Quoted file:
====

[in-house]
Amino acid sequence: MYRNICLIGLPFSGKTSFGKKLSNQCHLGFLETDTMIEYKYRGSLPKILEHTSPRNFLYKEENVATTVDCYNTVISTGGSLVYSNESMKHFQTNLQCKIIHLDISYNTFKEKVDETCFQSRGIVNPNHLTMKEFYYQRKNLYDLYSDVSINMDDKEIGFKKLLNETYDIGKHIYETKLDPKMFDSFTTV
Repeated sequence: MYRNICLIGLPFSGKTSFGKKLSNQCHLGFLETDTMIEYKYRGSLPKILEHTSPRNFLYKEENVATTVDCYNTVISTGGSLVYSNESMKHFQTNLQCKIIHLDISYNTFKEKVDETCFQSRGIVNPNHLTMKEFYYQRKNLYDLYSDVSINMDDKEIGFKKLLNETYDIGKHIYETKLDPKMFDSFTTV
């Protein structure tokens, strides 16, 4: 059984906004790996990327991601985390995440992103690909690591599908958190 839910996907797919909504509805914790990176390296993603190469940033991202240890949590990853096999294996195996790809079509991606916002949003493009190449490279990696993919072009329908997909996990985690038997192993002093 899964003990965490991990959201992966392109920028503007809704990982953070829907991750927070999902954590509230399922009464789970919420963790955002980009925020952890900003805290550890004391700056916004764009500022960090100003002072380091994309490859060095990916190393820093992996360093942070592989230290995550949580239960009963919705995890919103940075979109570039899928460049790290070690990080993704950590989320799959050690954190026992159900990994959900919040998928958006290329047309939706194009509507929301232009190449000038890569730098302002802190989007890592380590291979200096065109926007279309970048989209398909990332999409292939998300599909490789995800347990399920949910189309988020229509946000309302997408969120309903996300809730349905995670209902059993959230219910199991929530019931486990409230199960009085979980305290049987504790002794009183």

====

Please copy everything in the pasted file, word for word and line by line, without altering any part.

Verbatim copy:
[in-house]
Amino acid sequence: MYRNICLIGLPFSGKTSFGKKLSNQCHLGFLETDTMIEYKYRGSLPKILEHTSPRNFLYKEENVATTVDCYNTVISTGGSLVYSNESMKHFQTNLQCKIIHLDISYNTFKEKVDETCFQSRGIVNPNHLTMKEFYYQRKNLYDLYSDVSINMDDKEIGFKKLLNETYDIGKHIYETKLDPKMFDSFTTV
Repeated sequence: MYRNICLIGLPFSGKTSFGKKLSNQCHLGFLETDTMIEYKYRGSLPKILEHTSPRNFLYKEENVATTVDCYNTVISTGGSLVYSNESMKHFQTNLQCKIIHLDISYNTFKEKVDETCFQSRGIVNPNHLTMKEFYYQRKNLYDLYSDVSINMDDKEIGFKKLLNETYDIGKHIYETKLDPKMFDSFTTV
């Protein structure tokens, strides 16, 4: 059984906004790996990327991601985390995440992103690909690591599908958190 839910996907797919909504509805914790990176390296993603190469940033991202240890949590990853096999294996195996790809079509991606916002949003493009190449490279990696993919072009329908997909996990985690038997192993002093 899964003990965490991990959201992966392109920028503007809704990982953070829907991750927070999902954590509230399922009464789970919420963790955002980009925020952890900003805290550890004391700056916004764009500022960090100003002072380091994309490859060095990916190393820093992996360093942070592989230290995550949580239960009963919705995890919103940075979109570039899928460049790290070690990080993704950590989320799959050690954190026992159900990994959900919040998928958006290329047309939706194009509507929301232009190449000038890569730098302002802190989007890592380590291979200096065109926007279309970048989209398909990332999409292939998300599909490789995800347990399920949910189309988020229509946000309302997408969120309903996300809730349905995670209902059993959230219910199991929530019931486990409230199960009085979980305290049987504790002794009183």